New chefs at One (Chapel Hill)
While I've eaten at a number of Michelin starred restaurants over the years, I confess I've never eaten at the French Laundry, or Alinea, or Per Se, or even (gasp!) El Bulli. But the two new chefs at One have worked at all those places. It shows.
Our meal yesterday was remarkable. The previous chef, whom I liked, seemed to get more and more "fussy" and over-complicated with his dishes, like his mentor at Four Square. The food had been good, sometimes even very good, but not on a consistent and thoughtful basis like Magnolia Grill, Nana's, or the like. What we had yesterday sets a standard that, for us, dominates Heron's, Nana's, Oakleaf, and certainly Fearrington House.
There were two amuse bouche -- the first a sort of of mocha cookie with a brie like cheese inside, the second a rolled chickpea (?) wafer around a radish of sorts.
The appetizer we shared was described as
pinenut ∙ squash hummus ∙ crispy garlic" which involved small marble sized balls of really tasty falafel on a bed of a mild squash "hummus" with several other pipings of sauce, toasted pinenuts, all mounded with some greens.
The mains we had were seafood: mine was
sour cream gnocchi ∙ brown butter ∙ broccoli ∙ currant ∙ caper" which was a half dozen of the best scallops I've ever had, perfectly crusted on one side, arranged in a curve as if taken off a skewer, with a decadent small gnocchi in between each scallop, with tiny broccoli florets that had been cooked in a broth I assume, all on a mild broccoli puree with a caper and current garnish. The fish, capers and currents recalled Sicily.
"[east coast snapper]
hazelnuts cooked in garbanzo broth ∙ okra ∙ chorizo ∙ cooked egg aioli". The beautifully cooked -- roasted ( or sous vide?) fish was finished to give the top side a fine caramelized exterior to a moist interior. It was sitting on a bed of cooked hazelnuts (visually suggesting a Tuscan fish on a bed of beans) -- the chef came over and poured some chorizo infused broth, a sort of aioli, over it all.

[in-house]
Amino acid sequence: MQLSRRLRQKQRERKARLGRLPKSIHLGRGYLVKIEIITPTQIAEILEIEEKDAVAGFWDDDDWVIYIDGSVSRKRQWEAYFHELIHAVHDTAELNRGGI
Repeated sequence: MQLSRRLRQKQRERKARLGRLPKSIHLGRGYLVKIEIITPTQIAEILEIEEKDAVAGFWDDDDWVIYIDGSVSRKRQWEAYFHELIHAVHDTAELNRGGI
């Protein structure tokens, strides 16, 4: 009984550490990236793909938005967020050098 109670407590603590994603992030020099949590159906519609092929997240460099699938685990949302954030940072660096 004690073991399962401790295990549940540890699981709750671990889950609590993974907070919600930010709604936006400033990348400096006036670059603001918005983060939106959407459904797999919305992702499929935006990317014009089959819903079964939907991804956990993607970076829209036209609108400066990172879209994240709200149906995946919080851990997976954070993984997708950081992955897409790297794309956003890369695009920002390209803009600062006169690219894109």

Wine list is comprehensive, with a couple of sparkling wines, and a half-dozen each of white and red wines by the glass. We were too bedazzled to attempt dessert. With four glasses of wine, tax, and tip the bill was around $140.
I can't believe that Greg Cox hasn't written up this "new One". Someday we'll go into training to try the tasting menu.
I met the new chefs at TerraVita and I was really impressed. Their dish was a small bite of something tasty served on a piece of fried beef tendon. I love beef tendon as it's served in Chinese restaurants, but this preparation was unique. The tendon was reminiscent of a thin pork rind. I think it takes guts to serve a single, perfect bite, rather than an actual dish. I had a lot of dishes at TerraVita, but the only one I had multiple servings of was this dish from One.
We're going to One in 2 weeks and I'm excited!
re: Tom from Raleigh
I was sad to not have been able to make it this year as I thought I'd be able to convince my relatives to go since they were in town AND I know the person that runs the event. In any case, it sounded like a great line up. I'll see if I can figure out what the whole make up of that dish was and get back to it on here. I just hope they stick around for awhile.
re: Tom from Raleigh
My lovely wife and I had a great meal at One tonight. Great food, really great service, and overall a wonderful experience. To top it all off, this was as reasonable as most other places in town and less than many. We shares eight small plates and had 2 drinks each. Our total pre tip was $124.
Plus I loved how they plated dishes. Very creative! This restaurant is worth a drive in rush hour traffic from anywhere in the Triangle. I expect the new One will get 4.5 or 5 stars from Greg Cox in the coming months. Go now while you can still get a table. Oh and try the beef tartare.
Yes there are actually 2 threads about the new chef and where the previous chef went. By the way, the previous chef, Sean was NOT mentored by the chef at Four Square to my knowledge.
We had a good meal yesterday. Sorry no pics BF :-). Some beautiful dishes though - the squash falafel and scallops walras had, also the beet salad. Those tasted every bit as good as they looked, amongst the best dishes I've eaten in in the Triangle. The duck wing bbq was close - duck nuggets and small peppers on a sauce, served with "refreshing leaves", some familiar flavorful herbs of Vietnamese cuisine like purple tiá tô. A veal dish with long tender slices of tongue, sous vide loin cooked in whey, and fried sweetbreads over risotto was good-plus; beautiful with rosy thin slices of fresh turnips and roasted turnips, but missing a punctuating side - too laid-back for me. The snapper and bread soup with shrimp and olives were my least favorites, a little one-dimensional.